Phi Beta Kappa believes in the intrinsic value of studying arts and sciences for their own sake, but it's also important to say that arts and sciences education provides lifelong economic opportunity in a constantly shifting job market. Students applying for college today can expect to hold a variety of jobs through the course of their careers. A recent study by the U.S. Census Bureau found that young Baby Boomers have held, by age 46, an average of 11.3 jobs. We can't predict how many jobs lie in wait for current students. But we can predict that their ability to thrive professionally—and to live meaningfully—will depend on their capacity to grasp new situations, their flexibility in adapting to them, and their resilience in repeating the process. By engaging students in a variety of subject matters, disciplines, and different points of view, the arts and sciences provide education for the unpredictable. You can be trained to cope with the predictable. Liberal arts is preparation to flourish with the unpredictable.
Multiple surveys, including research sponsored by the Association of American Colleges and Universities, have shown that businesses seek employees with the skills and capacities nurtured in the arts and sciences. Those skills include communication capacities of reading, writing, speaking, and listening; critical and analytical thinking abilities; intellectual flexibility and resilience; the capacity to entertain multiple perspectives; the cultivation of sympathetic imagination; and so on.
In what human endeavor are these attributes not needed? It is time to replace the English major/barista jokes with an understanding of the great career preparation involved in acquiring these skills. I know one English major who runs a multistate service region for a major communications company whose name you see daily. Emily Dickinson helped get him there.
Arts and sciences education expands opportunity by enlarging our vision so that we can see opportunity and recognize it, by increasing our flexibility to meet it, by enhancing our creativity to deal with it in novel ways, and by making the unforeseen manageable, not upsetting. In these ways it enhances our career options, our capacities as citizens, and our abilities to seek meaning and value in a changing world. Education of this sort, and not just first-job training, should be accessible to everyone.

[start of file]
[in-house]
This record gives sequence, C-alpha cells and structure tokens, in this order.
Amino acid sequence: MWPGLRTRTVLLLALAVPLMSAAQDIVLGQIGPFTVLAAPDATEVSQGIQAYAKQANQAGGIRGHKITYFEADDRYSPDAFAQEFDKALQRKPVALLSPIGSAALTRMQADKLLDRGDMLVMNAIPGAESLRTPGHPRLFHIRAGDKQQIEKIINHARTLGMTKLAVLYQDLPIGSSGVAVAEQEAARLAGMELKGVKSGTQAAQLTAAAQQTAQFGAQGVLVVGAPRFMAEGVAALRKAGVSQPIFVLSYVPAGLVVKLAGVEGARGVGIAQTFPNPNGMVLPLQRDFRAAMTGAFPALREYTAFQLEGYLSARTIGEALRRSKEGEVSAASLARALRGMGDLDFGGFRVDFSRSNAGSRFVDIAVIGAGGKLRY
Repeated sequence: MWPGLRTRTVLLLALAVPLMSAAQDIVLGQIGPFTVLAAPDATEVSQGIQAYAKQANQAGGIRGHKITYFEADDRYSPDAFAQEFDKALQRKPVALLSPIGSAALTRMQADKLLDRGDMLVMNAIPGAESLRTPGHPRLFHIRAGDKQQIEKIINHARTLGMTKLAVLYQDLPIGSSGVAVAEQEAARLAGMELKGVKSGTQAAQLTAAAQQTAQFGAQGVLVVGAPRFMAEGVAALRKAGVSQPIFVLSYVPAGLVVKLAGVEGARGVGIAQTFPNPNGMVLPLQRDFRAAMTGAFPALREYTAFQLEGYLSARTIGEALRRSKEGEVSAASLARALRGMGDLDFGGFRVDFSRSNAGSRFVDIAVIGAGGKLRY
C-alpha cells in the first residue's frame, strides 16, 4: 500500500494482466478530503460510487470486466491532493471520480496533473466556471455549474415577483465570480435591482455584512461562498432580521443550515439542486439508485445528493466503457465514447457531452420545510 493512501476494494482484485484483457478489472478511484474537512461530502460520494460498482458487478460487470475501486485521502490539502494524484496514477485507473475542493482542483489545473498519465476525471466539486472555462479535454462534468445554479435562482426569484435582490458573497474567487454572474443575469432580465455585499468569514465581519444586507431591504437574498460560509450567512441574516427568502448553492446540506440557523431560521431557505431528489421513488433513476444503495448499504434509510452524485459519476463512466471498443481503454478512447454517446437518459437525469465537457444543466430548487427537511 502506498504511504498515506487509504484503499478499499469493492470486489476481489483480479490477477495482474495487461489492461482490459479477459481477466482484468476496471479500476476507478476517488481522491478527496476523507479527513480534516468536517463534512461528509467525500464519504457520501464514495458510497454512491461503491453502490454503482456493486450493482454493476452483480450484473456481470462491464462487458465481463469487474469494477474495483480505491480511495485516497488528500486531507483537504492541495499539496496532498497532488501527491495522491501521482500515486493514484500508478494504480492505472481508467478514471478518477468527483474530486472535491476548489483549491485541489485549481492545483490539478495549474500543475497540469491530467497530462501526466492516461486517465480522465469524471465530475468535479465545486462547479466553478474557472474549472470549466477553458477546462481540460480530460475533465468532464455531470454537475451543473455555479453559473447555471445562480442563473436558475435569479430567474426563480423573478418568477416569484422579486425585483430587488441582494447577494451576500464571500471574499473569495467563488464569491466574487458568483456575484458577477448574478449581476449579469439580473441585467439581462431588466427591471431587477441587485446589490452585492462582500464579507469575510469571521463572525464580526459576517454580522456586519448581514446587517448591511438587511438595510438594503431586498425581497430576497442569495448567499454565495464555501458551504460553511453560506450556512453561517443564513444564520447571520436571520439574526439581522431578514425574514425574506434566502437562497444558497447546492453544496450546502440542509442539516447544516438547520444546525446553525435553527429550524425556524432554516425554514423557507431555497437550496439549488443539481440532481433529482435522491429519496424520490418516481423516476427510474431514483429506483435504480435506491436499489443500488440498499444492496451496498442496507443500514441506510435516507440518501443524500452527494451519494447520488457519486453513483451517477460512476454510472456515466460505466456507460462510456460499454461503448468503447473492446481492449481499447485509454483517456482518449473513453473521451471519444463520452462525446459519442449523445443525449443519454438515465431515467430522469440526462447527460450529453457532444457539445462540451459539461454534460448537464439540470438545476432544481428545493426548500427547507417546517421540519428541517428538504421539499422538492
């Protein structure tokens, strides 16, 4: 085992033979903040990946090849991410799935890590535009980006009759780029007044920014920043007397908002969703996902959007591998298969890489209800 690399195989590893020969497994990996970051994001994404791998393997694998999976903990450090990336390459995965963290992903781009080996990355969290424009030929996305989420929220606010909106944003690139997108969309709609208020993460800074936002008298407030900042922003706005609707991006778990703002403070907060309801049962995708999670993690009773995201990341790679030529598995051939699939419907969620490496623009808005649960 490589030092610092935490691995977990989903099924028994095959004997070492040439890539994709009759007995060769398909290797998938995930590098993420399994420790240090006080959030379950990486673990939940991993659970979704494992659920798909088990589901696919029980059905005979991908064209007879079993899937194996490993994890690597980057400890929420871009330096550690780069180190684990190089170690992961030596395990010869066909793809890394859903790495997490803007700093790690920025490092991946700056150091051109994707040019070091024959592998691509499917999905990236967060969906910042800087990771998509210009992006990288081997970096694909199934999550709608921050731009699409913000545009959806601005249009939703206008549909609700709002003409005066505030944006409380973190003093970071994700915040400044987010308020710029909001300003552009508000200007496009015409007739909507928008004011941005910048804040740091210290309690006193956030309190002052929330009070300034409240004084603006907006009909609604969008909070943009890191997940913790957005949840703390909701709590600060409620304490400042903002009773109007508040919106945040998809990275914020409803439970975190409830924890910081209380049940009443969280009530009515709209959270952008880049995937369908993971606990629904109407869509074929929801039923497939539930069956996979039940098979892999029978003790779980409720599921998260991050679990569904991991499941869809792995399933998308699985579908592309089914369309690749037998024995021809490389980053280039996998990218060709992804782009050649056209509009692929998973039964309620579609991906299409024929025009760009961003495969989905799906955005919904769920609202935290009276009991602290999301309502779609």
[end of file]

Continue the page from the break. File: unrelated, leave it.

The second thing Phi Beta Kappa is saying, in our National Arts & Sciences Initiative, is that the arts and sciences drive innovation and ingenuity. As the national and world economies evolve, securing new jobs and crafting fulfilling lives will depend critically on ingenuity—the ability to see things in new ways, generating creative ideas, products, and services; and on innovation—the capacity and willingness to create novel means to success. Businesses competing on a world stage will increasingly need leaders and employees who can create, innovate, and collaborate at home and across cultures.
The New York Times has reported that, even before the late financial upheaval, "business executives operating in a fast-changing, global market had begun to understand the value of managers who could think more nimbly across multiple frameworks, cultures and disciplines." (Reported by Lane Wallace.)
According to a 2012 Hart Research Survey sponsored by the Association of American Colleges and Universities, 95 percent of employers said their companies put a priority on hiring people with the intellectual and interpersonal skills that will help them contribute to innovation in the workplace. The liberal arts and sciences foster the exercise of imagination and creativity, fundamental ingredients in innovation.
Success in a globalized world requires knowledge of and adaptability to other cultures. Students of the arts and sciences are accustomed to engaging with widely disparate subjects in a variety of disciplines. They are well positioned to see the world broadly and to act boldly.
According to the 2011 book Academically Adrift, students majoring in the liberal arts and sciences see "significantly higher gains in critical thinking, complex reasoning, and writing skills over time than students in other fields of study." Phi Beta Kappa believes firmly in the intrinsic value of studying arts and sciences for their own sake, but we are also keenly aware that higher education faces a crossroads as parents, students, and decision makers focus on the cost of education and the return to be expected from that investment. For that reason, in this "sound bite" culture of concise expression, we at Phi Beta Kappa are raising our voices to say to policymakers and business leaders that arts and sciences drive just the ingenuity and innovation we need.